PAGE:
Design Communicative Activities For each of these authentic resources, I created one or more interpersonal activities.  In some cases, I used the authentic resource as a hook at the beginning of a lesson.  In this case, I use a class discussion of the resource as a means to providing comprehensible input to the class as a whole.  In other instances, I create a pair or small group activity based on the vocabulary, structures and content of the resource. Because Novice Learners are highly dependent on memorized vocabulary, I design opportunities for lots of repetition in the form of picture matching activities and Guess Who games.  In order to prepare the students for the types of questions they will ask in the IPA, I have included several highly-scaffolded communicative tasks such as Interviews, Friendship Circles and Speed-Friending.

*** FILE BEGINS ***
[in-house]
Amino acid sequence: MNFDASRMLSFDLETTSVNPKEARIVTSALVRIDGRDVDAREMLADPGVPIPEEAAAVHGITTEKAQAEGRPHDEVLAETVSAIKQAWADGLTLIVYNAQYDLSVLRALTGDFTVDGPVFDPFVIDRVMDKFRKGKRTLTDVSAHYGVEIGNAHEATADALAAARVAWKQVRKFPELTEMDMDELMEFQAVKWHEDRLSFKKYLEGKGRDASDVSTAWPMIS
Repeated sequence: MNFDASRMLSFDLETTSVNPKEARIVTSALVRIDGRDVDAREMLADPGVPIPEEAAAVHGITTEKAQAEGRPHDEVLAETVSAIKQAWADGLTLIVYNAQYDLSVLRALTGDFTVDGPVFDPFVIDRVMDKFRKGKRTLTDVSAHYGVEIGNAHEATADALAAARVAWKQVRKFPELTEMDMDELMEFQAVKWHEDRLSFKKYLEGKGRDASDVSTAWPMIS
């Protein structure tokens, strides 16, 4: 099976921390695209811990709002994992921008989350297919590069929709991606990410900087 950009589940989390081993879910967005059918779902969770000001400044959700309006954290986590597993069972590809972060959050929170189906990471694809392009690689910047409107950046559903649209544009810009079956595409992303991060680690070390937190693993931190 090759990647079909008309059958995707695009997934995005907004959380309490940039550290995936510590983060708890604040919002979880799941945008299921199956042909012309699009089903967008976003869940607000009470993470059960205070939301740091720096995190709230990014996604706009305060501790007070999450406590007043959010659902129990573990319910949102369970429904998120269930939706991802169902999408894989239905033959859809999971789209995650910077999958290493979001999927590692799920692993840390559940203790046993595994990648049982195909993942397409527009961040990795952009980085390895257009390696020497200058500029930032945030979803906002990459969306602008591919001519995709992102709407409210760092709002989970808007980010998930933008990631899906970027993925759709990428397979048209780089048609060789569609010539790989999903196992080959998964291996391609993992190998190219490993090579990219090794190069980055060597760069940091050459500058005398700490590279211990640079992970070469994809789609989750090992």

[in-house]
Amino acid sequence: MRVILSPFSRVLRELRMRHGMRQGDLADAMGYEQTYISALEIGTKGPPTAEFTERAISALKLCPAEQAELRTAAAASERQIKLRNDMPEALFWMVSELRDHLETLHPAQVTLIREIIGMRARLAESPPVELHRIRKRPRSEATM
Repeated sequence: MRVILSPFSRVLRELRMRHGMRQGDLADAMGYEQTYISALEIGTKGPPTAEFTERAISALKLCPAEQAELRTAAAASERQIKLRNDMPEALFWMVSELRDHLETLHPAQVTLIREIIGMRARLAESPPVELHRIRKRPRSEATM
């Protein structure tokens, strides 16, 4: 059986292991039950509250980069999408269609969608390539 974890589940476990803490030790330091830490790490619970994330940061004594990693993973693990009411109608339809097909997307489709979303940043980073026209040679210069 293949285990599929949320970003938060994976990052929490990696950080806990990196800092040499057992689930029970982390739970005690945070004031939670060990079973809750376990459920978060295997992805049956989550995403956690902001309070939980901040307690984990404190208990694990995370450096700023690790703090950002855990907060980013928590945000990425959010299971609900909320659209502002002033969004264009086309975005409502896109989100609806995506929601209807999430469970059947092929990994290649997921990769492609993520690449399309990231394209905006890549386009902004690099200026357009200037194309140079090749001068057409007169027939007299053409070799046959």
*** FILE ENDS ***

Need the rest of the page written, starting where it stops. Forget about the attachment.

Teach Grammar as Concept and Use in Context The structures that the students will need to perform the tasks on the IPA are primarily the present tense of a variety of verb forms, including reflexive verbs.  Therefore, I chose authentic resources that contained multiple repetitions of these structures. I then designed corresponding interpersonal and presentation tasks that would ensure that the students were able to use these structures in a variety of contexts.  In the case of reflexive verbs, for example, I started with a children’s poster on which a French child would write the time that s/he completed each step of his/her morning routine. The images on the poster will allow the students to establish the meaning of the new structure.  I then provided a list of partner interview questions, providing the 2nd person singular form of the verb. The following day’s Friendship Circle activity will provide a context for using the 1st person plural forms.  The sentences I wrote for the cartoon ordering activity will then introduce the students to the 3rd person singular forms, which will be reinforced in the Guess Who and Matching activities.